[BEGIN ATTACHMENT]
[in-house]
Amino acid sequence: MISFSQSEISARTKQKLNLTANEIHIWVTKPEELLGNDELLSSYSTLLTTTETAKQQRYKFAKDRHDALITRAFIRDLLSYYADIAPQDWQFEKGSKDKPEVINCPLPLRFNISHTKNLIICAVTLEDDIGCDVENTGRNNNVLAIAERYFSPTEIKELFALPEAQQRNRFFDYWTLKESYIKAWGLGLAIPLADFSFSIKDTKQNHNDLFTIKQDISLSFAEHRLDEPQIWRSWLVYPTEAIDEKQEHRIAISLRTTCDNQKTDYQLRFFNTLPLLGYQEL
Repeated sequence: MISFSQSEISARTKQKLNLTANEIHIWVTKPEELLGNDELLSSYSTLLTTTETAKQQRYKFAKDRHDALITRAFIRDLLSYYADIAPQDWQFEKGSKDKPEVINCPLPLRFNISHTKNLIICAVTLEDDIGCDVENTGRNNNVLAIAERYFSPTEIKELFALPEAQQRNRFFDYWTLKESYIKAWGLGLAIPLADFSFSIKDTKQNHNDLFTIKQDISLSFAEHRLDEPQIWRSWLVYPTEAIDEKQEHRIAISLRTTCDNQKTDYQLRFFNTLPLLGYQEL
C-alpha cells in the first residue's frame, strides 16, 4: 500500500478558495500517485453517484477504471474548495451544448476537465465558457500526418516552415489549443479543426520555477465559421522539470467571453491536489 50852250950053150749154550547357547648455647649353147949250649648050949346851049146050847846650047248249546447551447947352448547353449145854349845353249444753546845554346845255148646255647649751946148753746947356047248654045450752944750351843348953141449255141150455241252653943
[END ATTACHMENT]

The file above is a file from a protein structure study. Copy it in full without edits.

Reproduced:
[in-house]
Amino acid sequence: MISFSQSEISARTKQKLNLTANEIHIWVTKPEELLGNDELLSSYSTLLTTTETAKQQRYKFAKDRHDALITRAFIRDLLSYYADIAPQDWQFEKGSKDKPEVINCPLPLRFNISHTKNLIICAVTLEDDIGCDVENTGRNNNVLAIAERYFSPTEIKELFALPEAQQRNRFFDYWTLKESYIKAWGLGLAIPLADFSFSIKDTKQNHNDLFTIKQDISLSFAEHRLDEPQIWRSWLVYPTEAIDEKQEHRIAISLRTTCDNQKTDYQLRFFNTLPLLGYQEL
Repeated sequence: MISFSQSEISARTKQKLNLTANEIHIWVTKPEELLGNDELLSSYSTLLTTTETAKQQRYKFAKDRHDALITRAFIRDLLSYYADIAPQDWQFEKGSKDKPEVINCPLPLRFNISHTKNLIICAVTLEDDIGCDVENTGRNNNVLAIAERYFSPTEIKELFALPEAQQRNRFFDYWTLKESYIKAWGLGLAIPLADFSFSIKDTKQNHNDLFTIKQDISLSFAEHRLDEPQIWRSWLVYPTEAIDEKQEHRIAISLRTTCDNQKTDYQLRFFNTLPLLGYQEL
C-alpha cells in the first residue's frame, strides 16, 4: 500500500478558495500517485453517484477504471474548495451544448476537465465558457500526418516552415489549443479543426520555477465559421522539470467571453491536489 50852250950053150749154550547357547648455647649353147949250649648050949346851049146050847846650047248249546447551447947352448547353449145854349845353249444753546845554346845255148646255647649751946148753746947356047248654045450752944750351843348953141449255141150455241252653943